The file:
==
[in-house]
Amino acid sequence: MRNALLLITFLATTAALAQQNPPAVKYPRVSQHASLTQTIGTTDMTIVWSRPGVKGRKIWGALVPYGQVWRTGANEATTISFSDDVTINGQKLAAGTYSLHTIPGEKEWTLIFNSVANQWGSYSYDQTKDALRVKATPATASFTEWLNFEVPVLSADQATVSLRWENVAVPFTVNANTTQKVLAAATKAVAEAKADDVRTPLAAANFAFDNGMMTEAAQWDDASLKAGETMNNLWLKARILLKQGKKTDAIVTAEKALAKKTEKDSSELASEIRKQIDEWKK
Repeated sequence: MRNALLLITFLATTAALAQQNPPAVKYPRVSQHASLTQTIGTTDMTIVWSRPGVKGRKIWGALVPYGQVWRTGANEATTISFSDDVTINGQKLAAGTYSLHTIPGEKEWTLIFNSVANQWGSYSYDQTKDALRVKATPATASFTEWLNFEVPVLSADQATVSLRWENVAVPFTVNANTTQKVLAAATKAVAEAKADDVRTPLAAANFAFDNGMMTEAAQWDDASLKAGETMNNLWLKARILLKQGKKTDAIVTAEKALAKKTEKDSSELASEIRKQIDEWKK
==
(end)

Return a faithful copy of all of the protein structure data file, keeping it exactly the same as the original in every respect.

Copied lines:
[in-house]
Amino acid sequence: MRNALLLITFLATTAALAQQNPPAVKYPRVSQHASLTQTIGTTDMTIVWSRPGVKGRKIWGALVPYGQVWRTGANEATTISFSDDVTINGQKLAAGTYSLHTIPGEKEWTLIFNSVANQWGSYSYDQTKDALRVKATPATASFTEWLNFEVPVLSADQATVSLRWENVAVPFTVNANTTQKVLAAATKAVAEAKADDVRTPLAAANFAFDNGMMTEAAQWDDASLKAGETMNNLWLKARILLKQGKKTDAIVTAEKALAKKTEKDSSELASEIRKQIDEWKK
Repeated sequence: MRNALLLITFLATTAALAQQNPPAVKYPRVSQHASLTQTIGTTDMTIVWSRPGVKGRKIWGALVPYGQVWRTGANEATTISFSDDVTINGQKLAAGTYSLHTIPGEKEWTLIFNSVANQWGSYSYDQTKDALRVKATPATASFTEWLNFEVPVLSADQATVSLRWENVAVPFTVNANTTQKVLAAATKAVAEAKADDVRTPLAAANFAFDNGMMTEAAQWDDASLKAGETMNNLWLKARILLKQGKKTDAIVTAEKALAKKTEKDSSELASEIRKQIDEWKK